By Martha C. White
July 13, 2015

You do good work, but you just can’t seem to get ahead. Or maybe you can’t understand why other people’s careers seem to advance so much faster than your own. If this sounds familiar, you might want to take a good, hard look—at yourself.

A new survey of almost 2,200 bosses and HR professionals by CareerBuilder.com revealed exactly what looks, attitudes, and behaviors do the most damage to employees’ advancement prospects.

The top offenders when it comes to your appearance are provocative or sloppy and wrinkled clothing; 44% and 43% of respondents, respectively, said those characteristics would make them less likely to promote a worker.

The survey highlighted several other big no-nos pertaining to how you present yourself. Offbeat piercings? Tattoos? Might want to think about taking them out or covering them—about a third of bosses said piercings could hold you back, while more than a quarter said the same about tattoos. And hipsters, that beard isn’t doing you any favors. About a quarter of hiring managers said “unprofessional or ostentatious” facial hair will keep your career idling in neutral. Finally, don’t show up for a client meeting looking like you just swung by on your way to the beach; no matter how many hoodie-wearing tech whizzes there are in Silicon Valley, the rules are probably different for you. More than one in four respondents said dressing too casually can sink your chances at a promotion.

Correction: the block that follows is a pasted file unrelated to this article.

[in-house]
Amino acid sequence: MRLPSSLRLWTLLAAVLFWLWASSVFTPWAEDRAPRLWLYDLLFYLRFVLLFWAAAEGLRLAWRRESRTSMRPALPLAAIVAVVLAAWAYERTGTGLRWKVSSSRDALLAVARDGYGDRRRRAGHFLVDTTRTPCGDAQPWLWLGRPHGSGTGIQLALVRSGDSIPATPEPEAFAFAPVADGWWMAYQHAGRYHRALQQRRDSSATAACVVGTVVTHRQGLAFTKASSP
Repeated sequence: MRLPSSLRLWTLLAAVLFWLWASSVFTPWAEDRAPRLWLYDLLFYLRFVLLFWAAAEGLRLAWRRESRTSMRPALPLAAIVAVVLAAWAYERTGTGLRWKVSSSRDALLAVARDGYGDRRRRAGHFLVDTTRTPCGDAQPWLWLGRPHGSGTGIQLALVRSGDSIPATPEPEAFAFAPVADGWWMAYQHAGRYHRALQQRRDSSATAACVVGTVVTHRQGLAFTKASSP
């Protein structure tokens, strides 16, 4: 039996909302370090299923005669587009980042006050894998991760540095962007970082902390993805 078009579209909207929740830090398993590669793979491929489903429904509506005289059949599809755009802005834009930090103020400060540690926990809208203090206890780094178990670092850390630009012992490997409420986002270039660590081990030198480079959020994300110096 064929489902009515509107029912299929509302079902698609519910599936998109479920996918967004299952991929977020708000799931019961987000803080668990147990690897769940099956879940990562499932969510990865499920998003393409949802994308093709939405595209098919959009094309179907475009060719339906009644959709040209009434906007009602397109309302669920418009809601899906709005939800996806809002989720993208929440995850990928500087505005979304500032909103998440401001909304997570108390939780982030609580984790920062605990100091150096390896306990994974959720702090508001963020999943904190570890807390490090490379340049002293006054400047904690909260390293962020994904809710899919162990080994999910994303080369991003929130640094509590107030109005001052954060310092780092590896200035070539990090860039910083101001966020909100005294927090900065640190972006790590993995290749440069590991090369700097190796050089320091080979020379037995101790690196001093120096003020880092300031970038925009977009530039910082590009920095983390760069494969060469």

Aside from how you look, CareerBuilder found that some behaviors are promotion-killers, too. Not surprisingly, a bad attitude and showing up late on a regular basis are the top offenders; in both cases, 62% of hiring managers said this is enough to make them hold off on moving you up the corporate ladder.

If you’re prone to dropping f-bombs at your desk, beware: Just over half of the survey respondents said having a potty mouth is a turn-off in a promotion candidate. Even if you keep your language G-rated, scooting out early or taking “sick” days on a regular basis is almost as damaging, and 44% of bosses will think long and hard about promoting a gossip.

For those of you who silently fume because there’s that one coworker who ditches dirty dishes in the shared sink for days or clutters the office with a trail of paper, don’t worry: They’ll get what’s coming to them. More specifically, what they won’t get is a better job if they work for the 36% of hiring managers who found people that don’t pick up after themselves unworthy of promotions. And almost one in five frown on taking smoke breaks.

Three other red flags from a boss’s perspective are spending lots of time on social media or personal calls, or being that person who constantly wants to yak about Orange Is The New Black or your family camping trip instead of work topics.

The bottom line: Even if your work is good enough overall to keep you from getting fired, you might be holding yourself back from moving up in your career for any number of reasons unrelated to your performance. “While your work performance may be strong, if you’re not presenting yourself in a professional manner, it may be preventing your superiors from taking you seriously,” says CareerBuilder chief HR officer Rosemary Haefner.

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